The Stage’s Edinburgh Festival Fringe review team pick the shows they are most looking forward to see when the world’s largest arts festival opens next month
The Afflicted Summerhall, 7.30pm
Beyond the seam of true crime that’s running through this year’s fringe, there are also a few shows about fascinating true stories. This dance theatre piece looks at the real-life case of a group of schoolgirls who developed an inexplicable twitching disease. There will be ‘disrupted’ sound and video design, bits of horror and dance and loads more, digging into the idea of mass hysteria and how society views women. It comes from Finn den Hertog, director of last year’s hit Square Go, and Vicki Manderson.
Bobby and Amy Pleasance Courtyard, 12.45pm
I didn’t see Emily Jenkins’ Fringe First-winning Rainbow in 2012, the last time she brought a show to the festival, but this new play sounds great: a rural coming of age drama about two 13-year-olds, set in the 1990s against the backdrop of foot-and-mouth disease. A brief tryout at London’s Vault Festival was very well received.
Islander: A New Musical Roundabout @ Summerhall, 10.00am
It’s hard staging musicals at the fringe, even harder putting on new ones, but I suspect Islander will pull it off. The family-friendly show is a collision of myth and reality about a young girl who doesn’t want to move to the mainland with her mum, set to a Scottish folk-inspired score by Finn Anderson. The music is built up using loop pedals and sounds gorgeous.
Ane City Assembly Roxy, 2.20pm
There has been plenty of cultural celebration of Dundee over the last year, so I am fascinated to go a bit deeper with Elfie Picket, one of the city’s emerging theatre companies. Ane City is Taylor Dyson’s one-woman story of a working-class girl from Dundee, who has returned home for a bit of relaxation, drinking and self-discovery but first has to survive a night out. This promises something bold with a braw Scots voice that looks into places not usually seen.
Enough Traverse Theatre, various times
Stef Smith’s ability to create truth and depth in a script was evident in her first play in 2011, the Olivier-winning Roadkill and was also seen in her recent Ibsen adaptation, Nora: A Doll’s House. In Enough at the Traverse, she follows a pair of flight attendants, whose lives are unravelling, in a work that sets out to examine modern female friendship and unearth what happens when you can no longer be the woman people want you to be.
Tales from the Garden Assembly Rooms, 11am
Ameera Conrad, co-curator, co-writer and performer in Baxter Theatre’s The Fall – one of the most exciting, political and invigorating pieces of theatre at the 2017 fringe – returns with a self-penned solo show in 2019. Provoked by a set of a rapes of young women, in what should have been places of safety, Tales from the Garden explores the joys and traumas of being a young woman raised in a world that makes female-identifying bodies targets for aggression and violence.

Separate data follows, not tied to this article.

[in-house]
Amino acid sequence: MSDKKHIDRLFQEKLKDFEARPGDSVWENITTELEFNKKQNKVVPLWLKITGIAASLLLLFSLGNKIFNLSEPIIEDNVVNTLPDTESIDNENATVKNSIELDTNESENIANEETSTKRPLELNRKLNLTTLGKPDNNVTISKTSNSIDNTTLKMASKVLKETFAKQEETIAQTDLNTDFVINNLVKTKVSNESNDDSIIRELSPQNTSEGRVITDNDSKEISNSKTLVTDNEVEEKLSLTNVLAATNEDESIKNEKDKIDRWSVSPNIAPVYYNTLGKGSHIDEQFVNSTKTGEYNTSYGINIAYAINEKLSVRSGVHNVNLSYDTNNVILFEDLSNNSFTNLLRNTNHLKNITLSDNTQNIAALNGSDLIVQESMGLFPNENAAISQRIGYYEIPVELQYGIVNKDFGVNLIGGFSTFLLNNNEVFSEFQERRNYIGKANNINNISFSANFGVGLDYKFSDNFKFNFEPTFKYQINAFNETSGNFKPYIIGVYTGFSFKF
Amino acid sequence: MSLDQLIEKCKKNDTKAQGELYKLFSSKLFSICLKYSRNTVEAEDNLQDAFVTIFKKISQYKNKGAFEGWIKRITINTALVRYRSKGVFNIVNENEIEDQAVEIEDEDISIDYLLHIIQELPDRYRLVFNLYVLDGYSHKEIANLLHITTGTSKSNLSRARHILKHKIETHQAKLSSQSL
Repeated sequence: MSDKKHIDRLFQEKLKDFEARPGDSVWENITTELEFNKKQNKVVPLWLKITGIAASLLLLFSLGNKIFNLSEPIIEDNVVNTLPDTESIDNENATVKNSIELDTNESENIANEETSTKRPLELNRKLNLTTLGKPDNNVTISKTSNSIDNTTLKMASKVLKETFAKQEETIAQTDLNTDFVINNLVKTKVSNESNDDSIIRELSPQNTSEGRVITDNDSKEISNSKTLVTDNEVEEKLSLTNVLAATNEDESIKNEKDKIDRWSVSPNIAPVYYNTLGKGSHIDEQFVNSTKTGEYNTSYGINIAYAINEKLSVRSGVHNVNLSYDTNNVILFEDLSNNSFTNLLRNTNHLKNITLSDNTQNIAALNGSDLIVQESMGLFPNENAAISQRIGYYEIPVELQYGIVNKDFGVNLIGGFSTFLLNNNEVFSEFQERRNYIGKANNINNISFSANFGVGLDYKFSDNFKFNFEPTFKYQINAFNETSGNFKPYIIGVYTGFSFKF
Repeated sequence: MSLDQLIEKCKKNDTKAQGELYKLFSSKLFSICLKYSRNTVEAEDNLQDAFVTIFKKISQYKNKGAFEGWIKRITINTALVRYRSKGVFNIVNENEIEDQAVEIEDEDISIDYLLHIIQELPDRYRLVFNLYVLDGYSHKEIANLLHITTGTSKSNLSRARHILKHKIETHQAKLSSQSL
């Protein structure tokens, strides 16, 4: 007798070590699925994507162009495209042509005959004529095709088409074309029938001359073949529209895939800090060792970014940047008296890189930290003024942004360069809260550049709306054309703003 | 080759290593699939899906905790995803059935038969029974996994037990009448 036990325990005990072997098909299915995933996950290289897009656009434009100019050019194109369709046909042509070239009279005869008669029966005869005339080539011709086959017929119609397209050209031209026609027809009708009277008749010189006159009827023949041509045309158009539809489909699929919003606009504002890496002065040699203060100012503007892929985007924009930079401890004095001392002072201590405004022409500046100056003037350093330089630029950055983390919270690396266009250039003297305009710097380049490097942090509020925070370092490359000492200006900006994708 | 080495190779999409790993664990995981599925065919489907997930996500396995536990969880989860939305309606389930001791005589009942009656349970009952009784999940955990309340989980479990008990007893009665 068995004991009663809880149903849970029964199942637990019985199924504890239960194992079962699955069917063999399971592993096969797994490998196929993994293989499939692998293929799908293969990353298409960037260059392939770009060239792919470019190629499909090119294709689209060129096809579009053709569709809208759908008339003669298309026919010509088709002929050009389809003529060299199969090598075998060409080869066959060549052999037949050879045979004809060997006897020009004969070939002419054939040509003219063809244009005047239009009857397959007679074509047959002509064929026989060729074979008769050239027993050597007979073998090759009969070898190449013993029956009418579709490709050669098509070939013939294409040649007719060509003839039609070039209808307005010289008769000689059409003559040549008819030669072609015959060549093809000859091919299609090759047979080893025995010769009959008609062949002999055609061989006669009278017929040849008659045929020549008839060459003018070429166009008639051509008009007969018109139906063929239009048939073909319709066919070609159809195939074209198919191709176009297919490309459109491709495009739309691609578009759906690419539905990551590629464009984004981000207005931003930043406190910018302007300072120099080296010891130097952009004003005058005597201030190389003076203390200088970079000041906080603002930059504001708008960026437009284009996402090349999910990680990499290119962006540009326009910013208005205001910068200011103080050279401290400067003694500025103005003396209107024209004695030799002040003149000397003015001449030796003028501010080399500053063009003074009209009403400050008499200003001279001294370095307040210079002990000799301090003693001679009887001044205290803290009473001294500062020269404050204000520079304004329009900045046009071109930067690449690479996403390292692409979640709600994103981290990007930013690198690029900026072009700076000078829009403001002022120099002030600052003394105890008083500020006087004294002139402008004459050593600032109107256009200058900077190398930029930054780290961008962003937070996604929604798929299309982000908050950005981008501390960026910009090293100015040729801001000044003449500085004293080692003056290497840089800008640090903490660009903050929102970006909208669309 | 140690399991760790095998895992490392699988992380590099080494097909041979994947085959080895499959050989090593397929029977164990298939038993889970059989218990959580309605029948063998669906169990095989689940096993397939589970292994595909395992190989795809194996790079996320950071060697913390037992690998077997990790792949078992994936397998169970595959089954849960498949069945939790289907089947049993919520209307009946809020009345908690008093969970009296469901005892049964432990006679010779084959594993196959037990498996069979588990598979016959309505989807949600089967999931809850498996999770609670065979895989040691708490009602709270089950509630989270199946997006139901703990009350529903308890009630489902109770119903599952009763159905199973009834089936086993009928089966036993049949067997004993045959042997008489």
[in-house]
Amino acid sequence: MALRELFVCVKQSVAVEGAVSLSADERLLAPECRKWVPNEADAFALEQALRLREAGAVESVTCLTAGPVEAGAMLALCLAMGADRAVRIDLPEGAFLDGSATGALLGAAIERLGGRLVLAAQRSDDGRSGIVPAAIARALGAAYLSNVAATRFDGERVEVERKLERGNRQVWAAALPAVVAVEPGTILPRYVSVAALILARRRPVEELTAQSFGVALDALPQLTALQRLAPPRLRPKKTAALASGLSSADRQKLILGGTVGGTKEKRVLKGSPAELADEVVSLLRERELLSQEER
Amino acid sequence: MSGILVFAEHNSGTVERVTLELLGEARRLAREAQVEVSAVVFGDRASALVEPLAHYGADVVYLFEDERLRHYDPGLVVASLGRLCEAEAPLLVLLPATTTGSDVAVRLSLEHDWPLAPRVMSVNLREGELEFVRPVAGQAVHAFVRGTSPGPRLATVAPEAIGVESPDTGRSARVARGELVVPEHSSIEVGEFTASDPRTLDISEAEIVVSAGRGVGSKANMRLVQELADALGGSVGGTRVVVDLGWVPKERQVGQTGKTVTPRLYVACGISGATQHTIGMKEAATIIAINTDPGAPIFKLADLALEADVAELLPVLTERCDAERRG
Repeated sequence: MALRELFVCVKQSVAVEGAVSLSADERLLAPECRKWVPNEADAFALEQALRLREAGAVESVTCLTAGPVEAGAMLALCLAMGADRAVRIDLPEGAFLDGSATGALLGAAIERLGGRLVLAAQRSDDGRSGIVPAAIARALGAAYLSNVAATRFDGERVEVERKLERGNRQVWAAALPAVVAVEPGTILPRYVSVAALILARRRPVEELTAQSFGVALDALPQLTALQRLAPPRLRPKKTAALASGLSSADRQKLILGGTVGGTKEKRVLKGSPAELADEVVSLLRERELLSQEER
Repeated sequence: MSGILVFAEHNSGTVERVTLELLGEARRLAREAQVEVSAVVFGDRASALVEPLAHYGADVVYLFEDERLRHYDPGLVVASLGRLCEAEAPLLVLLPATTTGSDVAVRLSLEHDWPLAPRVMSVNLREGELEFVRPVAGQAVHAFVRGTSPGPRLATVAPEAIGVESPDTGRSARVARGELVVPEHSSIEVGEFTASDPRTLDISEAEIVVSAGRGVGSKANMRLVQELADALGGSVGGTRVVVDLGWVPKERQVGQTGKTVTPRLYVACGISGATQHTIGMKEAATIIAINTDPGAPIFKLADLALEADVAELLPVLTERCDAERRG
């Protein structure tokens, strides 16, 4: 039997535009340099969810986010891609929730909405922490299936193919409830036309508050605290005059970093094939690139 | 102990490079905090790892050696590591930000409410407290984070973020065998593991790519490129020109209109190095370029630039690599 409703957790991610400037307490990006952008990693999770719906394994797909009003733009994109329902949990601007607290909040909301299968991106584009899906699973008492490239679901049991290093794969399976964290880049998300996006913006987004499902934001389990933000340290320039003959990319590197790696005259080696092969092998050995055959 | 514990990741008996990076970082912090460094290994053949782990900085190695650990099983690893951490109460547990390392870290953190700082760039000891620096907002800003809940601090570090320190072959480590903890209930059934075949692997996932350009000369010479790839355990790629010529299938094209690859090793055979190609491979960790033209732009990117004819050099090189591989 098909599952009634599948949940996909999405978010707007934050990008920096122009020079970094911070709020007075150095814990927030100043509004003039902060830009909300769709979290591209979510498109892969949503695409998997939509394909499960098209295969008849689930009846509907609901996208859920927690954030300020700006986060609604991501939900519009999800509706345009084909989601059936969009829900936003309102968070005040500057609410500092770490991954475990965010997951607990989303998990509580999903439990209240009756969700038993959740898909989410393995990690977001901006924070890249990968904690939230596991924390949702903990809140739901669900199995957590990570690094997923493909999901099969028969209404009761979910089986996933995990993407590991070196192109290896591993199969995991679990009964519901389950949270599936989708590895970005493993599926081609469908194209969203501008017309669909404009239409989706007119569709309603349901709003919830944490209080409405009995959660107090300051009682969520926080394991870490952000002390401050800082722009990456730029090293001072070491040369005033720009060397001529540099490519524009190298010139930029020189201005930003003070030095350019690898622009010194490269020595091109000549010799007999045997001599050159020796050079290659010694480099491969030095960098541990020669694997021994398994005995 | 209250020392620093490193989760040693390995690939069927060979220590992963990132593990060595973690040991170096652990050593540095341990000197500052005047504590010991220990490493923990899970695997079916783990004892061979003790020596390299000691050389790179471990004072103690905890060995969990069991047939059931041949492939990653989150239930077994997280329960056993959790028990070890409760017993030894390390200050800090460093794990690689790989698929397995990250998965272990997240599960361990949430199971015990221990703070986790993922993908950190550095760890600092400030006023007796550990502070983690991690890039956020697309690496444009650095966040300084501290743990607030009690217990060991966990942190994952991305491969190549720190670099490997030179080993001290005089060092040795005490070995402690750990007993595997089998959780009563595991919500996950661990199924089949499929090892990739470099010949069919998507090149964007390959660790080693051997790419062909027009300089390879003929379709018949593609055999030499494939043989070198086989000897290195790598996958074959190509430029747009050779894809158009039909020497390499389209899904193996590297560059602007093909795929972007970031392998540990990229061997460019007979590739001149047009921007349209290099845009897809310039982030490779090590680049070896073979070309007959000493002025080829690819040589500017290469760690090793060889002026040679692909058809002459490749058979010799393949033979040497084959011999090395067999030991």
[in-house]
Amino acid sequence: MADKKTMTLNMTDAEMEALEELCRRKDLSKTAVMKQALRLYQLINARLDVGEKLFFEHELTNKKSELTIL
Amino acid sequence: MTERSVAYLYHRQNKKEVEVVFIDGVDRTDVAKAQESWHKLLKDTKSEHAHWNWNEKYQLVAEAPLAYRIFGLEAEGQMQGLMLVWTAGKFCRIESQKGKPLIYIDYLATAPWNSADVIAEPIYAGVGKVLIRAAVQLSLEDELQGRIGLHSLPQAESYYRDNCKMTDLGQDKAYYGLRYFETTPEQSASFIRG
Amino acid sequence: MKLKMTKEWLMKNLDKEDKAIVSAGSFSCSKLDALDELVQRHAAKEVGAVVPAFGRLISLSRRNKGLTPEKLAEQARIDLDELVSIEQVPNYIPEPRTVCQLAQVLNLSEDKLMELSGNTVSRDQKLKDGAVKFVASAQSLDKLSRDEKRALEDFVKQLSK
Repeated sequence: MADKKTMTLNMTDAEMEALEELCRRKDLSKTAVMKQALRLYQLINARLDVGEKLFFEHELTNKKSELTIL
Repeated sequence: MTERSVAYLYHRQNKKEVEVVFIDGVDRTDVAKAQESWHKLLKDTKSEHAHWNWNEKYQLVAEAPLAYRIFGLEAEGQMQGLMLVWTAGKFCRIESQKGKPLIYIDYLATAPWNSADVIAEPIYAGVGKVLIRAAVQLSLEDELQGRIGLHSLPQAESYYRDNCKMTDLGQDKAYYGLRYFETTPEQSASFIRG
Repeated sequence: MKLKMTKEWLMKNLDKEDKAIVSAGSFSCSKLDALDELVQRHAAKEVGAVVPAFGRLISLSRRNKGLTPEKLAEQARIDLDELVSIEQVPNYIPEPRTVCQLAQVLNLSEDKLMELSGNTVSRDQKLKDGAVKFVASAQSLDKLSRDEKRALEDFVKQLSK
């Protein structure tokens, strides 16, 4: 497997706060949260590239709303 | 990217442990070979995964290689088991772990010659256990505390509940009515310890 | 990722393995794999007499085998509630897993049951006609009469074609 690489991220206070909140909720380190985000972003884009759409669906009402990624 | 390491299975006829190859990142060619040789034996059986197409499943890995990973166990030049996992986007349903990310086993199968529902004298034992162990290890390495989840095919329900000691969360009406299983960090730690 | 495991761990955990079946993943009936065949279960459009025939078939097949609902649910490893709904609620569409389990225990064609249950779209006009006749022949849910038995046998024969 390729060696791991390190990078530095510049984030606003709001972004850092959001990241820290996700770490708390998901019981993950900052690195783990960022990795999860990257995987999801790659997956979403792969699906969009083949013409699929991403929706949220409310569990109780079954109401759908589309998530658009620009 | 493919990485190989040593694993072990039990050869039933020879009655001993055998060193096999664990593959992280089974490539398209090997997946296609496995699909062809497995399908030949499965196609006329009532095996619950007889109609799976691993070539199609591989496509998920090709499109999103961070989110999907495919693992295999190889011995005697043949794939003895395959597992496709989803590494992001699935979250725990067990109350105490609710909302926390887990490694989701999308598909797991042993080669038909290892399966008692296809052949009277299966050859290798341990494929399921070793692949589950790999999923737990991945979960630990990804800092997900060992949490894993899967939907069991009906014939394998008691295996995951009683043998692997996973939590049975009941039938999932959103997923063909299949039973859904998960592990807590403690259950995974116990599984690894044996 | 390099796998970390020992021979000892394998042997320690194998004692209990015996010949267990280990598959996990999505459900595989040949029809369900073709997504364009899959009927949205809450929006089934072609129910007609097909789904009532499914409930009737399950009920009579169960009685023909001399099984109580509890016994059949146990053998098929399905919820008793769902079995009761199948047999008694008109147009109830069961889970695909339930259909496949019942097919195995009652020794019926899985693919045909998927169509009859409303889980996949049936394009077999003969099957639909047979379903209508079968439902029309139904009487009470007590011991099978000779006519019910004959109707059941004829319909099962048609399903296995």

Daughterhood Roundabout @ Summerhall, times vary
Rising-star writer Charley Miles enjoyed success at last year’s fringe with Blackthorn, a sad, sensitive two-handed love story about the collapse of rural farming communities – one of several superb shows in the Roundabout last year. Miles is back in Paines Plough’s pop-up venue again with Daughterhood, a story about two estranged sisters. An exciting show, in the fringe’s most exciting new-writing space.
The Incident Room Pleasance Courtyard, 4.30pm
New Diorama Theatre provided one of the shows of 2017’s festival with Secret Life of Humans, an adaptation of Yuval Harari’s Sapiens. David Byrne’s inventive, intellectual company returns this year with The Incident Room, a new show about the hunt for the Yorkshire Ripper and how that investigation changed British policing forever. Written and directed by Byrne with Olivia Hirst and Beth Flintoff, it’s set to be the highlight of the true-crime shows.
Who Cares Summerhall, 6.20pm
Documentary theatremakers Lung have forged a reputation as an intelligent, incisive company thanks to shows about the Chilcot Inquiry, the Bradford City fire, the housing crisis, and – in last year’s terrific Trojan Horse – the alleged radicalisation of primary school children in Birmingham. New show Who Cares is about our failing social care system. Created by Matt Woodhead from real-life testimonies, it should be more vital, verbatim theatre from Lung.
Collapsible Assembly Roxy, 1.20pm
There was some seriously strong word-of-mouth surrounding Margaret Perry’s new play at this year’s Vault Festival. Perry is an exciting emerging Irish writer and her play, a monologue about uncertainty, loss and falling apart, is part of Disruption: The Future of New Theatre, a programme co-curated by HighTide and Assembly. Performed by Breffni Holahan, of the wonderful Irish company Malaprop, it looks likely to be one of the new-writing highlights of the fringe.